Fishermen hauling in their equipment set off a Second World War bomb on the seabed, causing an explosion that almost sank the boat and injured five crew, a report found.
The 15-metre long Galwad-Y-Mor was hauling in crab pots off the Norfolk coast on 15 December 2020 when it disturbed the 250kg bomb, triggering shock waves that threw the vessel about.
Five of the seven crew sustained significant head, back and knee injuries, and the boat's hull and machinery were badly damaged, according to a Marine Accident Investigation Branch (MAIB) report into the incident.
Despite that, they were able to set out a distress message and launch the liferaft, eventually being picked up by rescue boats sent from a nearby support vessel.
The injured crew were taken to hospital by helicopter and RNLI lifeboat. The boat was successfully salvaged, towed to Grimsby and has since been rebuilt.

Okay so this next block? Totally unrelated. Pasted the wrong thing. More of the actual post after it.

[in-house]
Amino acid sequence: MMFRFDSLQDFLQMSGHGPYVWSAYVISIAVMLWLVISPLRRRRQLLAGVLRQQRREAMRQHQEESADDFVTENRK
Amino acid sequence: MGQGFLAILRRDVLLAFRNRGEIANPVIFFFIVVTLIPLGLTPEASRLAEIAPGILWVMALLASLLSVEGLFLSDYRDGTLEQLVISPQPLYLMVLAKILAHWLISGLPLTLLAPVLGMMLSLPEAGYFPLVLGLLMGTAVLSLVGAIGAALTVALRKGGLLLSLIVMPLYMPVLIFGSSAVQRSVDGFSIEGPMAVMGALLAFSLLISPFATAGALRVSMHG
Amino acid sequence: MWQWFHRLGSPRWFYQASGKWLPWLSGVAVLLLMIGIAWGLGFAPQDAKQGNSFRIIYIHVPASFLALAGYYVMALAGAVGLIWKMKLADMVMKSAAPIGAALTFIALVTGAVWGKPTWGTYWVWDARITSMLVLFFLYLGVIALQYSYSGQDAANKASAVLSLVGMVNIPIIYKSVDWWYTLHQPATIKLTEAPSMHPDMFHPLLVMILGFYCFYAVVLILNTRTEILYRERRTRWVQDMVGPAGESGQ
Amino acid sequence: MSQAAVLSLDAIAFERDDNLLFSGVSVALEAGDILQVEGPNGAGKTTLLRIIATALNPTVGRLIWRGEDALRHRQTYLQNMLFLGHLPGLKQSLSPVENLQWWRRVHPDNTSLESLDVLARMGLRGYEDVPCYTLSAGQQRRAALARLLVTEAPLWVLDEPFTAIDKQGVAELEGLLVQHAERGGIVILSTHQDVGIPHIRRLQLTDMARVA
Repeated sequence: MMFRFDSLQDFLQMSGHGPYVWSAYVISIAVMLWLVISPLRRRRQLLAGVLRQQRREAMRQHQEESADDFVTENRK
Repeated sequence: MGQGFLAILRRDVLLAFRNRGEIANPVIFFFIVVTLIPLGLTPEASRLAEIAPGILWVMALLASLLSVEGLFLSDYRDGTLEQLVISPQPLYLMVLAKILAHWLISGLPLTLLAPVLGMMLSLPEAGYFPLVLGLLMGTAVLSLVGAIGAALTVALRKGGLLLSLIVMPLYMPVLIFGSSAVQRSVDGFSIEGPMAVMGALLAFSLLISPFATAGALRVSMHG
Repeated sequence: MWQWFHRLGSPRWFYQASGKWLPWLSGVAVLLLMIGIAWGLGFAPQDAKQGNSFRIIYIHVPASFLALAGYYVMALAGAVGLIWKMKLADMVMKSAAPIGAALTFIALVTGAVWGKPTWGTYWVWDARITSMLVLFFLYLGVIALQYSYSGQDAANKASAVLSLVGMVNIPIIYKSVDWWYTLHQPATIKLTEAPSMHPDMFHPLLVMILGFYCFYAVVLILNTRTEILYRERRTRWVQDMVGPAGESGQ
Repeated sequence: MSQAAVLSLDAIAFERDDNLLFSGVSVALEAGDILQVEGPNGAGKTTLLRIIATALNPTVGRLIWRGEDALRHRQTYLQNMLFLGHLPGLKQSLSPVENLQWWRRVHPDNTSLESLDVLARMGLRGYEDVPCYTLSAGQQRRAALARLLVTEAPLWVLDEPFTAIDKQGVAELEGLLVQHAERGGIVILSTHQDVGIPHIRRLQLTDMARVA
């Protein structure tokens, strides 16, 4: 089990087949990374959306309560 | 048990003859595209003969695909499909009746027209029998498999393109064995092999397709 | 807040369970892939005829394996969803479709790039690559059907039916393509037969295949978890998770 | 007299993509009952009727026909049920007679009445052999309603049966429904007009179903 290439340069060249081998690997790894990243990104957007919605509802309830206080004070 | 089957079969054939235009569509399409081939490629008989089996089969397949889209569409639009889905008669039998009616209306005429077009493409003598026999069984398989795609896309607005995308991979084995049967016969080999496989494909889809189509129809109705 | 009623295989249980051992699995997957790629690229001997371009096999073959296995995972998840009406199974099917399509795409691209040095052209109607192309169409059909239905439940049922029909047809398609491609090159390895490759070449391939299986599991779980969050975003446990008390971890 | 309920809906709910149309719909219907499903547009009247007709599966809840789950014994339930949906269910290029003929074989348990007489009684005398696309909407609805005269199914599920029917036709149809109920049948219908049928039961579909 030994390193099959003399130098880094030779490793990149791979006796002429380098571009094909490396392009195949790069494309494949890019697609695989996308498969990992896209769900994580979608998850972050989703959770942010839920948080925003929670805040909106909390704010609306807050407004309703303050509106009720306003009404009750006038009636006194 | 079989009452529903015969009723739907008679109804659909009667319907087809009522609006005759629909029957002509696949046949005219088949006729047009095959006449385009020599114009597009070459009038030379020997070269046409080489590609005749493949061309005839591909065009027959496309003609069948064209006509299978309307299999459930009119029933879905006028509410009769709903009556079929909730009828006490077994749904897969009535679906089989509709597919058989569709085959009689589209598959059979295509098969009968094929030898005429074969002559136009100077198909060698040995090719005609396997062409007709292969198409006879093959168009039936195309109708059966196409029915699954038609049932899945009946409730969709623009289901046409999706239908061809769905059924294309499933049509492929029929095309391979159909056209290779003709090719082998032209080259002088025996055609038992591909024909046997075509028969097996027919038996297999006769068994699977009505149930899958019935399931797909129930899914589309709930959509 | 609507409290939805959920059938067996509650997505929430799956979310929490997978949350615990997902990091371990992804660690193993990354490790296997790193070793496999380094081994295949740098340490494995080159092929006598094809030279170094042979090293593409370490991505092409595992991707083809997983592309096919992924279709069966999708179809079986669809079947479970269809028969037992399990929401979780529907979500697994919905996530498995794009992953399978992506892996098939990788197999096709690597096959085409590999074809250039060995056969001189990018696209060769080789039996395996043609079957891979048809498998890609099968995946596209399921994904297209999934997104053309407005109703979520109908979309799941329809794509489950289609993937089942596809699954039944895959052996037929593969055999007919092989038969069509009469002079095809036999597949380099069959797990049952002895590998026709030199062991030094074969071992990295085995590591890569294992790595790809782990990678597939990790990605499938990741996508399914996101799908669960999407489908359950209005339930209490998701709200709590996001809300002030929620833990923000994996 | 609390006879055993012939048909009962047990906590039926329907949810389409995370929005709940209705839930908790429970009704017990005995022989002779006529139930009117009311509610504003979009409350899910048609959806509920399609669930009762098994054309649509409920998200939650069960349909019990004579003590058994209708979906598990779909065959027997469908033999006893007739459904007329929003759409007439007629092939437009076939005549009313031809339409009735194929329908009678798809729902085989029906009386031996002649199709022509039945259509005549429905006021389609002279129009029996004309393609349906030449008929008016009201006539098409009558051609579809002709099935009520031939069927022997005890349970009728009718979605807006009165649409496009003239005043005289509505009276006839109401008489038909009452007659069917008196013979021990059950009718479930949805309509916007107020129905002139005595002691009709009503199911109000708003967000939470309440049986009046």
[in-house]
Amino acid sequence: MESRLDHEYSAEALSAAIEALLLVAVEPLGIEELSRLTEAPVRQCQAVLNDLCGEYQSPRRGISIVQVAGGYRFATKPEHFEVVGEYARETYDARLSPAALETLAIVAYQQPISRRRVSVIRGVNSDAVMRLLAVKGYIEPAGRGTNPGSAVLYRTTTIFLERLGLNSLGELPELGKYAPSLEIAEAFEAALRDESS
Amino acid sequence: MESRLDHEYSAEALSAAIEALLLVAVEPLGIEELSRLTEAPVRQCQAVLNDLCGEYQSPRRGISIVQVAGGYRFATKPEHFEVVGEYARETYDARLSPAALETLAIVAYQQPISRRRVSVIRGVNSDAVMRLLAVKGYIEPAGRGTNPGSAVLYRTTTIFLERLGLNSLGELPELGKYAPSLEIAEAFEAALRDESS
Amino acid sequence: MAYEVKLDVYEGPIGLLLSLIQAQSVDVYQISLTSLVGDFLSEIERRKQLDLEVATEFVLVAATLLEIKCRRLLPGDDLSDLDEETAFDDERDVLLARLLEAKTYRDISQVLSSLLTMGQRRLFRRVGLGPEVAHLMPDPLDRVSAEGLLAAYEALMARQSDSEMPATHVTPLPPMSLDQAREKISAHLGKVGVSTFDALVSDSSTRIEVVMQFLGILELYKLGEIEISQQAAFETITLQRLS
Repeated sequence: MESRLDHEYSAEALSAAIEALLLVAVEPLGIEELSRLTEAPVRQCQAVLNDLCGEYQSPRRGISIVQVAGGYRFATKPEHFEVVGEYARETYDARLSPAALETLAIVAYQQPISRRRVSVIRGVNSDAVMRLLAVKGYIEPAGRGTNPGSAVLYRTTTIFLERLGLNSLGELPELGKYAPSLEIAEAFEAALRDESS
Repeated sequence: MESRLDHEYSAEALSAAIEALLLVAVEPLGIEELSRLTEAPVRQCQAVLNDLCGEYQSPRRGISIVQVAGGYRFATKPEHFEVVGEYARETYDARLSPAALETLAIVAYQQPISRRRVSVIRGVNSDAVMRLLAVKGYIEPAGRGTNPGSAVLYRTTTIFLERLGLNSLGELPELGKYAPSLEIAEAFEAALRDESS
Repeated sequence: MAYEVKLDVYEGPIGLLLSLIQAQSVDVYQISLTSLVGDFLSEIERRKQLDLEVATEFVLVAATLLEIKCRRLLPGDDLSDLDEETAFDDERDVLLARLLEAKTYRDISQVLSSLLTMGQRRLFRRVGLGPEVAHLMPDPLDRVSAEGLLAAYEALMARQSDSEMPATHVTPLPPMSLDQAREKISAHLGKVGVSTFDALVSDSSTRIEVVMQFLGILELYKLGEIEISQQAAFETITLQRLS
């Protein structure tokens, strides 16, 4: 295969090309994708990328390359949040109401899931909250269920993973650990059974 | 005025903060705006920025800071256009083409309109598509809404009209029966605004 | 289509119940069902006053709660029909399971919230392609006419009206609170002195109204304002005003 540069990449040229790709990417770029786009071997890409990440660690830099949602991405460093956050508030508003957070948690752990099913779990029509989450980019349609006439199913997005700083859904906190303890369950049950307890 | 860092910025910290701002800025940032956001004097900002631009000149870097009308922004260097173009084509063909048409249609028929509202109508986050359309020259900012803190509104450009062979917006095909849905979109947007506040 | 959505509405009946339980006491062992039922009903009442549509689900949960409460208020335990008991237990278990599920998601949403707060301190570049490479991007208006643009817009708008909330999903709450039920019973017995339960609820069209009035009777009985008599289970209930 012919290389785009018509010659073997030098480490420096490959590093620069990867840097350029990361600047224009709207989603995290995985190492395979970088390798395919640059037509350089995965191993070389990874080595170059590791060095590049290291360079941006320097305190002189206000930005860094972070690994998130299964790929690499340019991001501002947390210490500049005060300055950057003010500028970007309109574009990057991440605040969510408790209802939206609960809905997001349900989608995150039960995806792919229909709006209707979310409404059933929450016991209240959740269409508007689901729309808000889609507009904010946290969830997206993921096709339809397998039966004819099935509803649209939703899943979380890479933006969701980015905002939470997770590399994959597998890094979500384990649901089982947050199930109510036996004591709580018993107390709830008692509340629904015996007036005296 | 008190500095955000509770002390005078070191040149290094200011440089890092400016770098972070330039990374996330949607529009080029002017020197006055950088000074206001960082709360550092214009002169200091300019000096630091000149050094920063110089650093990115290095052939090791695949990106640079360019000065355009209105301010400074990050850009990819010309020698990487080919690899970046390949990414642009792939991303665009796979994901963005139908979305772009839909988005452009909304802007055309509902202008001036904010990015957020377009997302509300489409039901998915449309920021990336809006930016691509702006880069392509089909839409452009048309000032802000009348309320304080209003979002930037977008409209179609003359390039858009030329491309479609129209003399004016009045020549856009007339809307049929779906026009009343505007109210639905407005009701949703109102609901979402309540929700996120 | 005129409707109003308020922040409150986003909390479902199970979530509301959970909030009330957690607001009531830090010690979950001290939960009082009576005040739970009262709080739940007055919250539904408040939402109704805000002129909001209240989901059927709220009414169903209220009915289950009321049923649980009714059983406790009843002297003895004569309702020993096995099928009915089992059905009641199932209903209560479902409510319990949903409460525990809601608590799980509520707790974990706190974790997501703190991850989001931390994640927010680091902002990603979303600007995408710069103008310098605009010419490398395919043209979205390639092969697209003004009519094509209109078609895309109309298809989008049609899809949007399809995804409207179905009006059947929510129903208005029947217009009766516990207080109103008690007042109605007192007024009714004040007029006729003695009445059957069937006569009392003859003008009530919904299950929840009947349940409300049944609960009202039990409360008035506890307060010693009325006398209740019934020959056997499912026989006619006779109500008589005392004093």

Analysis of the boat's hull showed that the Galwad-Y-Mor had not been directly hit by fragments of the bomb, said the report.
"It is likely that direct exposure to the full detonation of ordnance, containing 123kg explosive charge, would have blown the vessel apart," it said.
"Although the physical injuries were significant to five of the seven crew, they werefortunate not to be killed."
The report also identified two key safety issues for others to learn from.
The first was that unexploded ordnance remain highly volatile even after many years underwater, while the second was that the boat's crew could not have anticipated disturbing the bomb with the strings connected to the crab pots.
Their training, experience and emergency preparedness improved their chances of survival, it concluded.
"The aim of this report is to highlight the dangers that still exist with unexploded ordnance in the seas around the UK, and the actions to take should fisherman encounter any.
"In this case, the skipper and crew could not have foreseen the explosion and their level of preparedness to deal with such an emergency saved lives," it added.